What Is A Durable Power Of Attorney In Florida And Why Should I Have One
Q: What is a durable power of attorney for property?
A Durable Power of Attorney for Property (DPA) is a document that allows you (the principal) to give authority to another person (your agent or attorney-in-fact) to make financial/legal decisions and financial transactions on your behalf. It is called “durable” when, by its terms, it remains effective even if the principal becomes mentally incompetent.
Q: Who can serve as attorney-in-fact?
It need not be an attorney: any trusted adult, such as a spouse, partner, relative or friend, can serve as attorney-in-fact. Also, there are several nonprofit agencies that can fill this role. It is always a good idea to name at least one alternate attorney-in-fact to serve in the event that your first choice becomes disabled or dies. Your attorney-in-fact will have broad authority, and it is critical that the person or agency you choose be trustworthy and sensitive to your wishes.
Q: What powers can I give to my attorney-in-fact?
The powers you give your attorney-in-fact can be as limited or as broad as you like, and can include the power to buy property, to invest, to contract, to engage in tax planning, to make gifts, and, very importantly, to plan for government benefits such as Supplemental Security Income and Medicaid (Medi-Cal in California).
Q: What is a “springing” durable power of attorney?
Ordinarily, a DPA is effective as of the day it is signed and executed. This means that even if you are competent to make your own decisions, your attorney-in-fact will also have the legal authority to act on your behalf and engage in financial transactions.
A “springing” DPA, on the other hand, becomes effective at a later date, usually when the principal becomes mentally incompetent ― it “springs” into effect at the point you lose capacity, as certified by a physician or another designated individual. Fla. Stat. 709.2108 provides as follows:
Q: When power of attorney is effective?
(1) Except as provided in this section, a power of attorney is exercisable when executed.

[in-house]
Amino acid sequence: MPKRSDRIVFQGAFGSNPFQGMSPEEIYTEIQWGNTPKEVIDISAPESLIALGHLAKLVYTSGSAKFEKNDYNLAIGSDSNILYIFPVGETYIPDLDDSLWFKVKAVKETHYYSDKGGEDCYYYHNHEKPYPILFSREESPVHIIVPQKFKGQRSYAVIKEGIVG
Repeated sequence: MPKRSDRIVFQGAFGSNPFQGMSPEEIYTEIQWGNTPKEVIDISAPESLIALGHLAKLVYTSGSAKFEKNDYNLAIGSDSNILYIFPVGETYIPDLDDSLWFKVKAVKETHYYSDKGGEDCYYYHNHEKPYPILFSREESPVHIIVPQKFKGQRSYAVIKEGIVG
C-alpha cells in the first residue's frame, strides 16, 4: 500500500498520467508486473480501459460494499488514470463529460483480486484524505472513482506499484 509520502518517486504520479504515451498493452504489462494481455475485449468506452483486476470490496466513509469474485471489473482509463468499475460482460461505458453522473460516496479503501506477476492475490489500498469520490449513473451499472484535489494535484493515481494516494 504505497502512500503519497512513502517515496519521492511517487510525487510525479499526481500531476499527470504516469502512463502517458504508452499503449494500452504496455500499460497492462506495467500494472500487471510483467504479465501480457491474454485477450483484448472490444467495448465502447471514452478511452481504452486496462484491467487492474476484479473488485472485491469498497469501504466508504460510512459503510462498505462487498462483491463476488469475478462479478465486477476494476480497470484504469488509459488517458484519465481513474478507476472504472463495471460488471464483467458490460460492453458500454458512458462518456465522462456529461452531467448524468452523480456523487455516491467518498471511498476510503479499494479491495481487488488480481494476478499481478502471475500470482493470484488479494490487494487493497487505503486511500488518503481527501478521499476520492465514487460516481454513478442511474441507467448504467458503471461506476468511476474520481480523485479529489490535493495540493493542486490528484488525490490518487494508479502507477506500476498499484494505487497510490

(2) If a power of attorney executed before October 1, 2011, is conditioned on the principal’s lack of capacity and the power of attorney has not become exercisable before that date, the power of attorney is exercisable upon the delivery of the affidavit of a physician who has primary responsibility for the treatment and care of the principal and who is licensed to practice medicine or osteopathic medicine pursuant to chapter 458 or chapter 459 as of the date of the affidavit. The affidavit executed by the physician must state that the physician is licensed to practice medicine or osteopathic medicine pursuant to chapter 458 or chapter 459, that the physician is the primary physician who has responsibility for the treatment and care of the principal, and that the physician believes that the principal lacks the capacity to manage property.
(3) Except as provided in subsection (2) and s. 709.2106(4), a power of attorney is ineffective if the power of attorney provides that it is to become effective at a future date or upon the occurrence of a future event or contingency.
Note: Some banks are reluctant to accept a “springing” DPA because of the possible ambiguities involved in deciding when a person is “mentally incompetent.” You should consult with your bank about its requirements for accepting a DPA.
Q: What are the advantages of a durable power of attorney?
A DPA is a relatively easy, inexpensive mechanism for allowing another person to handle your legal and financial affairs. The main advantage for your loved ones is that if you have a DPA in place, your loved ones can avoid having to file a guardianship proceeding, which is extremely costly. Unlike a joint tenancy bank account, which people often use as a management device in the event of incapacity, a DPA does not give your attorney-in-fact legal access for his or her own use. Your attorney-in-fact must use your assets for your benefit. However, sometimes DPAs are abused by the holder of the same because of the broad grant of powers. So, be careful who you choose.